Global coconut market demand is at an all-time high and projected to grow exponentially over the next ten years. Increasing awareness of its health benefits, rising applications in the food and beverage industry and the launch of new products has led to wider market penetration.
While the Caribbean has tremendous potential to become an active competitor in the global coconut marketplace, its pace of growth has been compromised by aging plantations, lack of quality planting material, prevalence of pests and diseases, compounded by investment, financial and technological constraints. Recognising the potential of the industry, the International Trade Centre (ITC), the Caribbean Agricultural Research and Development Institute (CARDI), and the Inter-American Institute for Cooperation on Agriculture (IICA) virtually signed a Letter of Intent to facilitate the joint strengthening of development efforts in the regional coconut industry.
Expanding on the potential benefits of this initiative, William Castro Rodriguez, International Consultant, ITC stated, “This collaboration will help us to improve our implementation on the ground, scale up and help us align our policies in the region to support farmer organisations, and to expand coconut production and commercialisation. We are very sure that this will help us to reduce the risk of investing in value chains by collaborating with policymakers, buyers, financial institutions, and other organisations that will help to increase the capacity of smallholder farmers. We continue to pledge our support to continue promoting integrated value chains into the Caribbean.”
The ITC and CARDI have combined their efforts to implement the project, ‘Alliances for Coconut Industry Development Expansion and Enhanced Support for the Caribbean.’ This project aims to enhance the competitiveness of small-scale farmers in coconut value chains through better local, regional, and global market integration and production performance. The institutions are implementing the project under the Alliances for Action model which promotes inclusive and sustainable agricultural value chains while ensuring compliance with environmental, economic, and social requirements. A key objective of the Coconut Project is the creation and reinforcement of food safety standards and strengthening of sanitary and phytosanitary (SPS) and quality compliance systems.
Financed by the European Union under the 11th European Development Fund (EDF) Programme, with oversight by the CARIFORUM Directorate, Phase 2 of the project ends in 2023. Ansari Hosein, Manager, Science, Technology and Innovation, CARDI explained, “The course of action being pursued today will maximise the use of resources that are made available by preventing duplication of activities. We look forward to this alliance which identifies clear opportunities for synergies between projects to deliver real action and real results to the agricultural communities of this region, so that in time we can speak of this alliance in the context of being a true success story which created long lasting positive impacts.”
IICA is the executing agency for the Sanitary and Phytosanitary (SPS) Measures Project which is one component of the 11th EDF Programme “Support to CARIFORUM States in furthering the implementation of their Economic Partnership Agreement (EPA) commitments and in meaningfully reaping the benefits of the Agreement.” The objective of this Project is to facilitate CARIFORUM Countries to gain and improve market access by complying with Europe’s SPS measures and to help CARIFORUM states to better develop their own regionally harmonised SPS measures.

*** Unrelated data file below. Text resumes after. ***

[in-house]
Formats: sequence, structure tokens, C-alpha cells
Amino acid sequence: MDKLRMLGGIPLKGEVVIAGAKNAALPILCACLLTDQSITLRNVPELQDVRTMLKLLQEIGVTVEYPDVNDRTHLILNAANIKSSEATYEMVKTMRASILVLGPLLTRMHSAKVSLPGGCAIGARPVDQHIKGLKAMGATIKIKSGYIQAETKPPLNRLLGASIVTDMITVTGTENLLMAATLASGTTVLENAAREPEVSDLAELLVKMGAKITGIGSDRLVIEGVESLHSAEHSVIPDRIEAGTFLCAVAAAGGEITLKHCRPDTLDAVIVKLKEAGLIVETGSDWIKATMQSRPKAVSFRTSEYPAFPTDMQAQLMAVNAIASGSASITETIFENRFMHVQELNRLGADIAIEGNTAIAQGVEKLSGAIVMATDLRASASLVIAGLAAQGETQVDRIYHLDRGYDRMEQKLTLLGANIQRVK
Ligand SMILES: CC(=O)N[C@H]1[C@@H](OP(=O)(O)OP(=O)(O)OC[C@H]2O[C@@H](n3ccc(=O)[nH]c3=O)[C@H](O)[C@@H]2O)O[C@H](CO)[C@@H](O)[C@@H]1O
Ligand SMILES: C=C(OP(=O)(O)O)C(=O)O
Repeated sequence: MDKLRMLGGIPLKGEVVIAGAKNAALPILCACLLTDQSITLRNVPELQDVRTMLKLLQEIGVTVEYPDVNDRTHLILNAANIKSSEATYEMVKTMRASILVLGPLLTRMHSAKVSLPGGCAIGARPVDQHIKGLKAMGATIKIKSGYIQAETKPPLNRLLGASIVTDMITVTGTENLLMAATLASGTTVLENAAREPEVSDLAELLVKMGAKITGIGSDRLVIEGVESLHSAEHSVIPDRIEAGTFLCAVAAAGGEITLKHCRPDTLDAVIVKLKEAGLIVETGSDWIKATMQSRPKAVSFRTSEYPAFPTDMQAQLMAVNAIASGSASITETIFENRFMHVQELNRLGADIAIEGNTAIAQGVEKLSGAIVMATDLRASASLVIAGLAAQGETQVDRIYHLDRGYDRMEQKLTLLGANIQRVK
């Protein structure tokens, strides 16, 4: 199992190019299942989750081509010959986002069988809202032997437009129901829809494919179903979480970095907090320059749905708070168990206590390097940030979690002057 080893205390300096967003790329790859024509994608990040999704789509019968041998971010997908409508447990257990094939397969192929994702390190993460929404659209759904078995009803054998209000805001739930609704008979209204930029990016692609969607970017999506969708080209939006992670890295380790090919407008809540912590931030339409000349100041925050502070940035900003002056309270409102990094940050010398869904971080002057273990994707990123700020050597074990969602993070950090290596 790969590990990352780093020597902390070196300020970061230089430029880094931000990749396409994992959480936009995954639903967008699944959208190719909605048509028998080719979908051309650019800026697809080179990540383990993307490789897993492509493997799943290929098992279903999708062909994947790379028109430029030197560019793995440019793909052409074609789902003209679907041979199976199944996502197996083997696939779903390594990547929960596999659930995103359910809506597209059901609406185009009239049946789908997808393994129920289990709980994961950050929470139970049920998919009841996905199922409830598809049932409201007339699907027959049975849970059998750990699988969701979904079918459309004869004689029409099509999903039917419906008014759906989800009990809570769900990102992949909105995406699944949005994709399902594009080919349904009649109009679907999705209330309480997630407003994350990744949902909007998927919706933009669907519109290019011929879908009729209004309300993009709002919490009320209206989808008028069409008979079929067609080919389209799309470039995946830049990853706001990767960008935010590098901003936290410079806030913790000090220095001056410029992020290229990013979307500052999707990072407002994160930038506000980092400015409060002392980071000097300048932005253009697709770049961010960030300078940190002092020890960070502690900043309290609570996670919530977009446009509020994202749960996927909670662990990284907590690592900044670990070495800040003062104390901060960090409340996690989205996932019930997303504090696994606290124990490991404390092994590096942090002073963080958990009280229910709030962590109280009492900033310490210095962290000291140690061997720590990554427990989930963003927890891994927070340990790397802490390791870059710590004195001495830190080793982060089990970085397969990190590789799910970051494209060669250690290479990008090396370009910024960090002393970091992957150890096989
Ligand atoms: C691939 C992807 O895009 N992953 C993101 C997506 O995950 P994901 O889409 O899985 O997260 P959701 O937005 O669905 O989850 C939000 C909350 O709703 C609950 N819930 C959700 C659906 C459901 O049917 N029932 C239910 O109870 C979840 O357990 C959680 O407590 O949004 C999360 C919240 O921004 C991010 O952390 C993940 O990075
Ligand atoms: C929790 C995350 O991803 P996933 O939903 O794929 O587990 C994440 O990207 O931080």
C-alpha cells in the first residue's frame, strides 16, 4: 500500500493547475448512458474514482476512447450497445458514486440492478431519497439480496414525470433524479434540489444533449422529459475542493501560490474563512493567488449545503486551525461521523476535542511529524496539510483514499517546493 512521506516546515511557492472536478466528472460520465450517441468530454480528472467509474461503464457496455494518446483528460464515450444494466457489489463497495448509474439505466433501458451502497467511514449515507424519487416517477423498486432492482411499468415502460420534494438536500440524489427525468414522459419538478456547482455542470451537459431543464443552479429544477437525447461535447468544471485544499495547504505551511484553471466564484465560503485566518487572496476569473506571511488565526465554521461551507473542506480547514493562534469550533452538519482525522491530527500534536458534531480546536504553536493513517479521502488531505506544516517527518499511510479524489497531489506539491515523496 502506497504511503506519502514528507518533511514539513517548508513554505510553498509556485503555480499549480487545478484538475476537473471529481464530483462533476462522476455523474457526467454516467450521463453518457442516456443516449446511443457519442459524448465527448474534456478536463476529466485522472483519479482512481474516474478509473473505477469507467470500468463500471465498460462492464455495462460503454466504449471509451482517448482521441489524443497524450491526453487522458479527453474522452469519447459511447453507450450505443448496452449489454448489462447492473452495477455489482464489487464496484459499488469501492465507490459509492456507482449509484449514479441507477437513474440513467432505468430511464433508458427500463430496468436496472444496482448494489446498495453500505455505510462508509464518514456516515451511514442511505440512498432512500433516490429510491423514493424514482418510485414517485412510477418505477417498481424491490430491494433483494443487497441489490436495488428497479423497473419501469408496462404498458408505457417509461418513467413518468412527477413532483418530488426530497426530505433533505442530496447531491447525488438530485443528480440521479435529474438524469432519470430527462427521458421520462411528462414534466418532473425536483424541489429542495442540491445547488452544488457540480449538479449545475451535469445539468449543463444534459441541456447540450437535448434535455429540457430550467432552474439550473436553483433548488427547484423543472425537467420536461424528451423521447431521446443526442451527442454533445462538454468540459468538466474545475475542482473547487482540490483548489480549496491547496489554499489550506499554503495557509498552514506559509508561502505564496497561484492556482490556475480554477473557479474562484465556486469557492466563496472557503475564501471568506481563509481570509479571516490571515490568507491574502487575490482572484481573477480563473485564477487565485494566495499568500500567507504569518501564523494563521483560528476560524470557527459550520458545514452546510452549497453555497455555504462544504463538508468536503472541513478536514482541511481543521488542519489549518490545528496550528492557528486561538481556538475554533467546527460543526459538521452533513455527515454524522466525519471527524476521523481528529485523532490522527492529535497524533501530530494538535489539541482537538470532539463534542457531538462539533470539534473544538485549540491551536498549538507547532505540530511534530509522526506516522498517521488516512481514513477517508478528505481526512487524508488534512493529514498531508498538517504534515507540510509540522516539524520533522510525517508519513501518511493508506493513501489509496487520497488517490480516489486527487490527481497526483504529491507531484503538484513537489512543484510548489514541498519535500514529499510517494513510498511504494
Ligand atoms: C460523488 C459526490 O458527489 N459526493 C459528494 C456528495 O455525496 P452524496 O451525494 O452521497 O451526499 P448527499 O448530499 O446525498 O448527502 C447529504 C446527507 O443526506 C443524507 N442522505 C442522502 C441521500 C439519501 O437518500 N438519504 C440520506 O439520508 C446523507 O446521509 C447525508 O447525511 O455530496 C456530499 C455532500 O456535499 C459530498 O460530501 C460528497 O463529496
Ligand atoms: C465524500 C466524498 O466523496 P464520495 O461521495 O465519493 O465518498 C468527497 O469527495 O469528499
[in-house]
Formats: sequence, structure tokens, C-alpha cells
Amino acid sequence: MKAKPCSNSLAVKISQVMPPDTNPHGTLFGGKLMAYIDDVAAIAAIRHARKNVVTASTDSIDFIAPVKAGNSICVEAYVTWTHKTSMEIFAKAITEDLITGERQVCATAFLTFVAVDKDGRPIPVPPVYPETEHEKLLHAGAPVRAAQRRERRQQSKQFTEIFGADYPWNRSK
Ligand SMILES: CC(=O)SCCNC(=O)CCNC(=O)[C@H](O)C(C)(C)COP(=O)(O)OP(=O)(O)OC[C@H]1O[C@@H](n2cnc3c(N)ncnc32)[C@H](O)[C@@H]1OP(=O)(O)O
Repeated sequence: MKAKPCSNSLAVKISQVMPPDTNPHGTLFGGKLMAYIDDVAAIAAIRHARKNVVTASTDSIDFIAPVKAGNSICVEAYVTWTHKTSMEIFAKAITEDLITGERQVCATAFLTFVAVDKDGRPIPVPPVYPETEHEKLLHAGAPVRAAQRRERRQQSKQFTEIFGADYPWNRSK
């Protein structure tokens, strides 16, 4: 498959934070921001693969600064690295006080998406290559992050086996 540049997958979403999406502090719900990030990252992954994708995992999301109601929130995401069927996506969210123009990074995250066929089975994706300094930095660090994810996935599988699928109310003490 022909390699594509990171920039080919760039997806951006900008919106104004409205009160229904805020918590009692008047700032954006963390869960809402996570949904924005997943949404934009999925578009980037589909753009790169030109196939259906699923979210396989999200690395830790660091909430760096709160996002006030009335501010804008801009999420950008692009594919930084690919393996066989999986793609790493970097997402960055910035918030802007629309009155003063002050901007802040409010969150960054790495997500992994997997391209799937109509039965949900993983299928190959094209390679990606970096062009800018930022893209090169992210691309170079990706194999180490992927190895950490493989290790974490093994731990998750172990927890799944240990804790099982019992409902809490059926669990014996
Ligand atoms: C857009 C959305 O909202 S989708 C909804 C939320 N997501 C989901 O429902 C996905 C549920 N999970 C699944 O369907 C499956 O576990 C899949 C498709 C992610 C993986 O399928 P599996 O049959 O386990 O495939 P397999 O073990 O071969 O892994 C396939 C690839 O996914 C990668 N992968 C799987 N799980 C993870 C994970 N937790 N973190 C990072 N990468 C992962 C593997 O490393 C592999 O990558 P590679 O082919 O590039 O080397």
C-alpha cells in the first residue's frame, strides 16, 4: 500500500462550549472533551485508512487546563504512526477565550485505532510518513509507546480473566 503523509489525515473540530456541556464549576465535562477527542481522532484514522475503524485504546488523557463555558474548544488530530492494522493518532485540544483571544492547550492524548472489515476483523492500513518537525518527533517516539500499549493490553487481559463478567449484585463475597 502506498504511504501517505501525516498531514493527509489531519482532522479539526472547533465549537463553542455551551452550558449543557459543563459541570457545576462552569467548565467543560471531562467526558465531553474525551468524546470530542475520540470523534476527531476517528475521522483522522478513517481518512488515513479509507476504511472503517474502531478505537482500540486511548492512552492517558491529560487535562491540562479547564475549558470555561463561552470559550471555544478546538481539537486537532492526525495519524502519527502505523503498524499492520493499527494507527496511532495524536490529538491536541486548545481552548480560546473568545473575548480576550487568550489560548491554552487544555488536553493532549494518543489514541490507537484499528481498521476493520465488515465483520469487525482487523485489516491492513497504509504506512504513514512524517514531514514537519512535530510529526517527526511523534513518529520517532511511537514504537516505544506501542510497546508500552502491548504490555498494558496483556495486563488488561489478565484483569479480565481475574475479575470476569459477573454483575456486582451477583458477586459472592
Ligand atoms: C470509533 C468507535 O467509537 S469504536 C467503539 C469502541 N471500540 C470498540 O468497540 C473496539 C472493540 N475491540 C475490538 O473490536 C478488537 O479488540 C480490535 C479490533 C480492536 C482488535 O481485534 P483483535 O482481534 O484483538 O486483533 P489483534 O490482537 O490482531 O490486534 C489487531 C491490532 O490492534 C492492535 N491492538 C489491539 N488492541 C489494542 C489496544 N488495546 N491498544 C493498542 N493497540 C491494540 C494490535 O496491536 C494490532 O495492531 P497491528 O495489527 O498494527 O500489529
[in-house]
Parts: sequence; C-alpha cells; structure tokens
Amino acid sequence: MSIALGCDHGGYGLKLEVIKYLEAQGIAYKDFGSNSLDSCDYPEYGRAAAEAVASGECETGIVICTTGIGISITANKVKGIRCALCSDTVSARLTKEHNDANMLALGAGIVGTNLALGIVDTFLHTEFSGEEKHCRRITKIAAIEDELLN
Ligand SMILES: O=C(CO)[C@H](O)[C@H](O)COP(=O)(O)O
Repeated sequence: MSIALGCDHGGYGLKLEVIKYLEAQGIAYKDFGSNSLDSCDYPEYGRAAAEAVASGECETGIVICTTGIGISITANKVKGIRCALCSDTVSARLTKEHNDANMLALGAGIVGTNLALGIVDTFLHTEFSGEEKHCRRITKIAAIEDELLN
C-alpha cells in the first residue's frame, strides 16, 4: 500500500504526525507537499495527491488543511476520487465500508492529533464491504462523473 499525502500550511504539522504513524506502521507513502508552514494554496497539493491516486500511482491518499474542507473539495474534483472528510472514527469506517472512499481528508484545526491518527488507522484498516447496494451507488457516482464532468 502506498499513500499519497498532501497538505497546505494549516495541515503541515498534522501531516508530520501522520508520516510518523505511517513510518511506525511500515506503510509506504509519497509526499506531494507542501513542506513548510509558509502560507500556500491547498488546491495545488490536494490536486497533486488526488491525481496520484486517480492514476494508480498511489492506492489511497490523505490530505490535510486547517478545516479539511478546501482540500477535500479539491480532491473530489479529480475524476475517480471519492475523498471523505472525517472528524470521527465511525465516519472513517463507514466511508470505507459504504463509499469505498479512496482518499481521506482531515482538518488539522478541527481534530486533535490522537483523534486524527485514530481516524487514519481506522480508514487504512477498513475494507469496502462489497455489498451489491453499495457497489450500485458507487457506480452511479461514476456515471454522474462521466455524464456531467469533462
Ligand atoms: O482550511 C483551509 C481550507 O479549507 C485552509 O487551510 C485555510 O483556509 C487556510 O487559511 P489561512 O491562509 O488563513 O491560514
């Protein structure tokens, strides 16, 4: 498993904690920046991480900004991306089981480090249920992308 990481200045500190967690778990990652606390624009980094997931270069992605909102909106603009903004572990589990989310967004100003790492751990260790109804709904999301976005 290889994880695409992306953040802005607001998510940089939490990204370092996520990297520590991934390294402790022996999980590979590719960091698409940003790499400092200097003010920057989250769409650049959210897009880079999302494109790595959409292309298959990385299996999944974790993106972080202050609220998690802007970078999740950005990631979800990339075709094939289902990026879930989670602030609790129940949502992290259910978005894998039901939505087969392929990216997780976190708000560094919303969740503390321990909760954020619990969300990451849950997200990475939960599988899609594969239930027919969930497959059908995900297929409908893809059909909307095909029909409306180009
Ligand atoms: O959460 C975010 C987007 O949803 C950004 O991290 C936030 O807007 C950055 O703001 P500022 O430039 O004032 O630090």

The 11th EDF SPS Measures Project which forms the basis of this alliance is an important action for the Caribbean, not only in terms of expanding into markets internationally but also it is one that contributes to transforming the regional food sector for improved food and nutrition security. Ana Marisa Cordero, Acting Head, Agricultural Health, Food Safety and Food Quality Program, IICA said, “The project’s specific work on developing the coconut industry includes the provision of technical assistance to private sector organisations in the areas of training and guidance in key aspects of food safety, innovation, they also upgrade laboratories to undertake tests that are required for the marketing and trade of coconut and coconut products.”
In the Letter of Intent, the Signatories acknowledged the importance of cooperation in the following
areas of activity:
i. Knowledge management and information dissemination relating to the development of the agri-
food system; in particular, the coconut industry;
ii. Establishment of responsible and inclusive public-private production and commercialisation
connections with Alliances for Action partners;
iii. Capacity building activities in the areas of production and processing; and
iv. Strengthening systems for improved SPS compliance in the Caribbean.
These interventions will contribute to an increased capacity for exports, increased trade and economic development, increased compliance with international obligations and improved market access and a reduction in food safety related incidents. Cordero stated, “The partnership with the ITC and CARDI will further assist IICA to achieve the benefits of the rationalisation of resources to scale up interventions to reach a larger number of stakeholders and hence, have a greater impact on livelihoods along the region’s coconut supply chain.” For more information, visit: https://www.edfspscariforum.online/